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Friday, June 26, 2009

Taming the Editing Beast

Every photographer comes to that scary moment when they have to edit their work. How do you handle it? Do you freak out and put everything in or do you spend days and days playing with images until you can’t see the forest for the trees?

Very few photographers are able to edit their own work. Some think the more they include, the better people will like their work. They are unwilling to let anything go; yet they often reject their own work often as being “old.” Others don’t know where to begin, so they delay updating their websites and portfolios. I find what photographers like about their own work often has very little to do with the work itself. Maybe it was the person you worked with that made the experience great, or it was a wonderful day when everything went well.

So where do you begin? Try asking yourself these questions:
• When you’re sitting on your coach with the remote, how long before you click to the next channel?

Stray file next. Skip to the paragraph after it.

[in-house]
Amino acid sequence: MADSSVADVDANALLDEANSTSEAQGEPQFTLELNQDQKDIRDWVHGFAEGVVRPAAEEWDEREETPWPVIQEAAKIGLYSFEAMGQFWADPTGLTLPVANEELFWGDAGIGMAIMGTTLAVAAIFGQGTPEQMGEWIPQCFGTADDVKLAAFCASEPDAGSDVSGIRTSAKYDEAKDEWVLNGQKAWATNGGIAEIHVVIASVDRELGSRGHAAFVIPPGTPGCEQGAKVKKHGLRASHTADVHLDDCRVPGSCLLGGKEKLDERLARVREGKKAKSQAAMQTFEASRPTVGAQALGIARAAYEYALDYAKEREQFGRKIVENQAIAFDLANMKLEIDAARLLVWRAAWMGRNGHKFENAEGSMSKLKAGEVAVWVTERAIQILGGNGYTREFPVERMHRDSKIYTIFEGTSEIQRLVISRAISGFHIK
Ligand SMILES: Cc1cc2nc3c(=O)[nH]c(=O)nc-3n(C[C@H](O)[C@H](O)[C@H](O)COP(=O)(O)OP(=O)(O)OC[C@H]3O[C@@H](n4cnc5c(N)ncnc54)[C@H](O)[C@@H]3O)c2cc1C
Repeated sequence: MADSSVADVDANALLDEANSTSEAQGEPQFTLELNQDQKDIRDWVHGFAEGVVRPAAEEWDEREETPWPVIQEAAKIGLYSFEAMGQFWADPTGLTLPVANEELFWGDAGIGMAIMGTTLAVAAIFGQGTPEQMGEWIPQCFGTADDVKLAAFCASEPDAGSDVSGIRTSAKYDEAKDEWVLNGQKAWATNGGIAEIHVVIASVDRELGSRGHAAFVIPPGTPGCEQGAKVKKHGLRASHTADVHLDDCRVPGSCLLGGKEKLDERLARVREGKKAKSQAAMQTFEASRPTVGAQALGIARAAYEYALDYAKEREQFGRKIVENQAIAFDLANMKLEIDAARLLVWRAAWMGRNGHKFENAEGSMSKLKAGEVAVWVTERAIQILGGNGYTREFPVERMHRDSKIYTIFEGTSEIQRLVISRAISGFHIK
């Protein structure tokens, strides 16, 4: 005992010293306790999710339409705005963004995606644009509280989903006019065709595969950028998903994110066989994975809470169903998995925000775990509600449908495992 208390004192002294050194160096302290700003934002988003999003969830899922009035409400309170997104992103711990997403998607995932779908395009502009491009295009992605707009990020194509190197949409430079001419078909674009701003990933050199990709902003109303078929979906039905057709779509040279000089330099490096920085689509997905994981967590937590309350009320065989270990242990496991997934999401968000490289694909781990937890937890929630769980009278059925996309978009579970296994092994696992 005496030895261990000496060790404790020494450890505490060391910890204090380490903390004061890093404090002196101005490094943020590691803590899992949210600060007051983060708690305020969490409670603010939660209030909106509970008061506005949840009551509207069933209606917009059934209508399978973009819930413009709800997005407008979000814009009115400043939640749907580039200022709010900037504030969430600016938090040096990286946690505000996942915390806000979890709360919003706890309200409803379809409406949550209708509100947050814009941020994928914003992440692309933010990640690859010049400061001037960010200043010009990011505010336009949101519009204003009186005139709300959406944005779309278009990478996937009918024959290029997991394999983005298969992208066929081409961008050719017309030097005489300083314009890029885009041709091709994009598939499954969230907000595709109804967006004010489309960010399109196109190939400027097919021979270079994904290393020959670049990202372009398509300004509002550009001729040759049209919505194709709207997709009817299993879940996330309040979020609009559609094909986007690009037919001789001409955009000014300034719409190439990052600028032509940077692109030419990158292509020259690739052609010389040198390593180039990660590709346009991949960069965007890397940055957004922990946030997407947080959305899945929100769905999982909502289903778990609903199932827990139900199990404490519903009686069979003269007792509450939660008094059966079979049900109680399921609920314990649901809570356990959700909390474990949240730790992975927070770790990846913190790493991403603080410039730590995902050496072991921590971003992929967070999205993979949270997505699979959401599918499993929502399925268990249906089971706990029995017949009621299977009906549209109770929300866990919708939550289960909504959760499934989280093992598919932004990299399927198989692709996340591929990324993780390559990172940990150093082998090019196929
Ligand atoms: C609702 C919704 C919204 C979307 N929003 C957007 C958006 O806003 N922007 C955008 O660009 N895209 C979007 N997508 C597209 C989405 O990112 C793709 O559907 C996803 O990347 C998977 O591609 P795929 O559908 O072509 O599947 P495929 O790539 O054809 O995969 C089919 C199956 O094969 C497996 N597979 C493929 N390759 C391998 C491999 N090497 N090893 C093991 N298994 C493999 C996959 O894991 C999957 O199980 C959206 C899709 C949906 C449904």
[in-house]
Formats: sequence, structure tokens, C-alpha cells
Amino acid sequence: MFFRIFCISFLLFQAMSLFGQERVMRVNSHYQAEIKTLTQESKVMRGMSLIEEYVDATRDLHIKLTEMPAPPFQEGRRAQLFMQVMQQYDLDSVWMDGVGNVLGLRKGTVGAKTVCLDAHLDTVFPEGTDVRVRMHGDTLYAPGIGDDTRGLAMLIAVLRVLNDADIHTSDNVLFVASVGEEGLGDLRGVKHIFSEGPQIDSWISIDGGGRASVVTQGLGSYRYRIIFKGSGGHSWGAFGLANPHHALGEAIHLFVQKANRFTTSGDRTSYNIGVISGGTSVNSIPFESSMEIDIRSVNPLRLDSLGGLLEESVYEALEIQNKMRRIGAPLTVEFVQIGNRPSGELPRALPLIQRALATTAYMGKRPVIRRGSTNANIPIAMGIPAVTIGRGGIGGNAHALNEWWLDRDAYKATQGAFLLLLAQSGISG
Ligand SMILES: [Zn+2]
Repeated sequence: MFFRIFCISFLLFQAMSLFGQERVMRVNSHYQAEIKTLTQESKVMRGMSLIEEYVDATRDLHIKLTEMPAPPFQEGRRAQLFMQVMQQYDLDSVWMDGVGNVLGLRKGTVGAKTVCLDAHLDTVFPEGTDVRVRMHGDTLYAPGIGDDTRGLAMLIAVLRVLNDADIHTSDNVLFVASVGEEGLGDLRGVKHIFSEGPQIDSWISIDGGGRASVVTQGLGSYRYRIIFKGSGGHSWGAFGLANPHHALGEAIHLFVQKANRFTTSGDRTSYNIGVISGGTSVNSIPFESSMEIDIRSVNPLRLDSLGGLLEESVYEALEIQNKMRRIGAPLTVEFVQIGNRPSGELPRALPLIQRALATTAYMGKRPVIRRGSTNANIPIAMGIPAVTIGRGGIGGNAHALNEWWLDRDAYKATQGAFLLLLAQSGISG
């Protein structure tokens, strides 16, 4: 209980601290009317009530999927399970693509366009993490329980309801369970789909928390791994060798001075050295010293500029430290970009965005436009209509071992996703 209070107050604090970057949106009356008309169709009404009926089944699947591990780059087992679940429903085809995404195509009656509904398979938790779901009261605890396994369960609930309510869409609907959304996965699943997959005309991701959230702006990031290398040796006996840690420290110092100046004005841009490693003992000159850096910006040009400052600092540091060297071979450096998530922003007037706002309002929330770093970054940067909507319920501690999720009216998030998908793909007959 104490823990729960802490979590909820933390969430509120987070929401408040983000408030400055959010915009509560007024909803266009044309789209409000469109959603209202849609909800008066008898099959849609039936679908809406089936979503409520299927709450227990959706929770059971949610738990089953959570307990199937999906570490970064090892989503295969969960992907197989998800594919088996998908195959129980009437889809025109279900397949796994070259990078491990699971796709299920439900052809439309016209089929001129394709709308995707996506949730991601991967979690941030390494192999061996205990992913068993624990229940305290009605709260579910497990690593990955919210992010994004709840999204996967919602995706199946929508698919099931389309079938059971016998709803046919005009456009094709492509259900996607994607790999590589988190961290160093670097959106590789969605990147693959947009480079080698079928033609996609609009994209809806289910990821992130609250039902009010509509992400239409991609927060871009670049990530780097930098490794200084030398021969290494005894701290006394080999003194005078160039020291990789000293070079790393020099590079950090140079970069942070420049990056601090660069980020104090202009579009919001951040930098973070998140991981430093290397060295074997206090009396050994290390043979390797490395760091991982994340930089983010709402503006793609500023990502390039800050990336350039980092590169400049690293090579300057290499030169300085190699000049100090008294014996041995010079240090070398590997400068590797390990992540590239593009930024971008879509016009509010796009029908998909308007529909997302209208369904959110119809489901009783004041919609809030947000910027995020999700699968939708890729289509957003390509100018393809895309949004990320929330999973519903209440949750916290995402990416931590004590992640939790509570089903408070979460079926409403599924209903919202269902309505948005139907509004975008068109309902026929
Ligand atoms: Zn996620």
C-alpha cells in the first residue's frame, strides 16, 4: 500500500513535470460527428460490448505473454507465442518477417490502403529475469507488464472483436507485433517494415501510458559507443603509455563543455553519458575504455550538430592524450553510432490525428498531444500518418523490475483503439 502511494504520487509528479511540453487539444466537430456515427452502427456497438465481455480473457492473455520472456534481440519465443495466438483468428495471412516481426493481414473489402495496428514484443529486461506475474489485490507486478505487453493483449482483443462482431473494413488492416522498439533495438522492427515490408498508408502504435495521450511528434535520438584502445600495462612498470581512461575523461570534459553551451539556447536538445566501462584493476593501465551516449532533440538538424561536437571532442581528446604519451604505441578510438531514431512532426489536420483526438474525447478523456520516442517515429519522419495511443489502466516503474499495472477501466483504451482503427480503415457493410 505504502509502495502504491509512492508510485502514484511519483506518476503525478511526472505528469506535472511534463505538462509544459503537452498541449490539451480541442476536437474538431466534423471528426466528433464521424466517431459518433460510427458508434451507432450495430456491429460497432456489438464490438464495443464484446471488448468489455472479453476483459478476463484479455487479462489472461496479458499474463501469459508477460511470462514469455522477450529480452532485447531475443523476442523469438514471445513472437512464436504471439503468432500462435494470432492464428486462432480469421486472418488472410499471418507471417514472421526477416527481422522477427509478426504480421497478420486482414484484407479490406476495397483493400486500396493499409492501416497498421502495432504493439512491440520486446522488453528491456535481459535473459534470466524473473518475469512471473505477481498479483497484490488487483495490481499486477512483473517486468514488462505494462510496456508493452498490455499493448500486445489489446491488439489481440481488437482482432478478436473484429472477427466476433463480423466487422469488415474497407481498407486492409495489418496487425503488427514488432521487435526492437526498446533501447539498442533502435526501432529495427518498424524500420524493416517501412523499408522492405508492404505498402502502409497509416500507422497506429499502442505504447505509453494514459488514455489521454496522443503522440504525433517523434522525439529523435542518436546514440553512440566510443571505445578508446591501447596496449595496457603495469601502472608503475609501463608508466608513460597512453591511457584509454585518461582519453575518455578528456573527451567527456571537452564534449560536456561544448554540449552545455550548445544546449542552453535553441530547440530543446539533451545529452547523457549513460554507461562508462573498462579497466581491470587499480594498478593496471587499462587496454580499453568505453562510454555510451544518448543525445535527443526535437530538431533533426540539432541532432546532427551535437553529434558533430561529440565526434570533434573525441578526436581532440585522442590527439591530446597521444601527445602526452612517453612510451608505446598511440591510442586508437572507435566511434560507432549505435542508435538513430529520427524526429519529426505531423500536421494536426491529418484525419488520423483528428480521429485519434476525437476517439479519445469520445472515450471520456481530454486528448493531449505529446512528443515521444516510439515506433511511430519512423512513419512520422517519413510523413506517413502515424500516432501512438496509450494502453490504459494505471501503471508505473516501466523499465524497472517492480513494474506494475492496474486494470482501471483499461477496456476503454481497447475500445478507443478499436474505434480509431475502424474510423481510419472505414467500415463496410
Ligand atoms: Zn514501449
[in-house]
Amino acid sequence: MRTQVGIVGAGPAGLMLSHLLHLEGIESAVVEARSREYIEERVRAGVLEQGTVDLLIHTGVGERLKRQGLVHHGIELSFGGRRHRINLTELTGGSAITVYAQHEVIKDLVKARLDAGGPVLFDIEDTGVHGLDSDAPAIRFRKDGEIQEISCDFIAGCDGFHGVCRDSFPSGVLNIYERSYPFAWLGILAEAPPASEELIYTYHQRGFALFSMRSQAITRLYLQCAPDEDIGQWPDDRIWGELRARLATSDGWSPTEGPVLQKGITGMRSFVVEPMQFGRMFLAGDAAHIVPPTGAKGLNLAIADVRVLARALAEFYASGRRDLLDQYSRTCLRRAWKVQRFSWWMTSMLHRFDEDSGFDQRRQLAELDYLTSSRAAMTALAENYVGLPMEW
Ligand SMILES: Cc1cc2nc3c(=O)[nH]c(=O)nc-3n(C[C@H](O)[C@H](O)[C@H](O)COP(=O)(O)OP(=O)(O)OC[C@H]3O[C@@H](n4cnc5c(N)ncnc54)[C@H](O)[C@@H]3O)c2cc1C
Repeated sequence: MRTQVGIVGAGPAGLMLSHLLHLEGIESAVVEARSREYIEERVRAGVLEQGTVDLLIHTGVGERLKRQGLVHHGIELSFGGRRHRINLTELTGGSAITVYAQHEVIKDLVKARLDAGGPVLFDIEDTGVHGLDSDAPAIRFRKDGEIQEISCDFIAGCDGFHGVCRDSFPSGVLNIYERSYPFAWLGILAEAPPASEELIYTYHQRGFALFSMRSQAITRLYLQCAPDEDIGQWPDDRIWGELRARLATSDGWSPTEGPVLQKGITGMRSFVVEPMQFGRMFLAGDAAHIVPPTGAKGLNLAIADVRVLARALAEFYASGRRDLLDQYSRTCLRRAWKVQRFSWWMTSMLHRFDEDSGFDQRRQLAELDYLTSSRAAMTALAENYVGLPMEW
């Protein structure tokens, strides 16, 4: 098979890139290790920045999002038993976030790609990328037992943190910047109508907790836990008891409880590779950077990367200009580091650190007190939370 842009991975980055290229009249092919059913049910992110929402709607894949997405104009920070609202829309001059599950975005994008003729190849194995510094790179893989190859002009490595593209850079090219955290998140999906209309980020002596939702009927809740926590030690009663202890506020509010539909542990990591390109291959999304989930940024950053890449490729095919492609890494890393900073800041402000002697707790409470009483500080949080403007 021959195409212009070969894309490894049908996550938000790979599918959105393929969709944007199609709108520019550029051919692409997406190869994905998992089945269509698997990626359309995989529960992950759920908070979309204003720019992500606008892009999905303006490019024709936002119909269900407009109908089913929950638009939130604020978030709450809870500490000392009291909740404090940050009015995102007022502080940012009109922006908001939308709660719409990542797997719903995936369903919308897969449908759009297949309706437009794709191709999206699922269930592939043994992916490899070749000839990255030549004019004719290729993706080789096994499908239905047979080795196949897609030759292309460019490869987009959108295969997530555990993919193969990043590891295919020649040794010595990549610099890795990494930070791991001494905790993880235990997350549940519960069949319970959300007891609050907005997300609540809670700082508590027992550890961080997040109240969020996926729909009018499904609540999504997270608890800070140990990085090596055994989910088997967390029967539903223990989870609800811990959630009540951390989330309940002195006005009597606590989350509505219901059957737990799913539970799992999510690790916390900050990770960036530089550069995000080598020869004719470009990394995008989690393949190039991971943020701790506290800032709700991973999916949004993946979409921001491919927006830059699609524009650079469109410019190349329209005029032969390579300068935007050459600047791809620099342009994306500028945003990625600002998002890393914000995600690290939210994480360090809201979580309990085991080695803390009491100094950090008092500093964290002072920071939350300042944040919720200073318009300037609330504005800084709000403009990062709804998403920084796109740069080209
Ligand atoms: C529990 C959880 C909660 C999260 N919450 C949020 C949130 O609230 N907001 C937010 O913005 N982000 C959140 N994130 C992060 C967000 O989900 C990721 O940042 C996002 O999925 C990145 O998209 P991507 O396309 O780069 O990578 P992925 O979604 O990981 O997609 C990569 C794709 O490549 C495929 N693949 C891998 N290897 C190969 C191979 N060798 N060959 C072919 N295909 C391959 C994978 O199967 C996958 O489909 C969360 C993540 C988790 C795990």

• How long does it take for you to figure out what’s on that channel?
• How long does it take to decide to stay or move on?

That is exactly how your audience looks at your work. You cannot expect them to spend a lot of time on each image. You need to think about how people look at things these days, and these days we make strong decisions in very little time.

You have to think like your audience. Looking at a portfolio is like a little vacation for a photo editor or art buyer. Are you giving them an experience they will enjoy? Does the work flow from one photograph to the next in a way that not only makes sense, but also makes the viewer want to keep turning the pages? When there is too much work a busy person won’t even start looking, because they feel they won’t have the time to finish.

It’s too bad there aren’t any hard and fast rules everyone can follow to make their work sing. Editing is an art, and it’s a different experience for each photographer. It’s the number one problem photographers have (or maybe number two after finding paying work), and it’s the thing many photographers don’t invest in. If you want to show your work with confidence, you need to face the demon that is EDITING, and tame it. You can ask your friends and family to look and offer their opinions, you can turn to other photographers, or you can seek out a professional who can offer a fresh outsiders view. It’s your decision, and it’s going to be one of the most important decisions you make.

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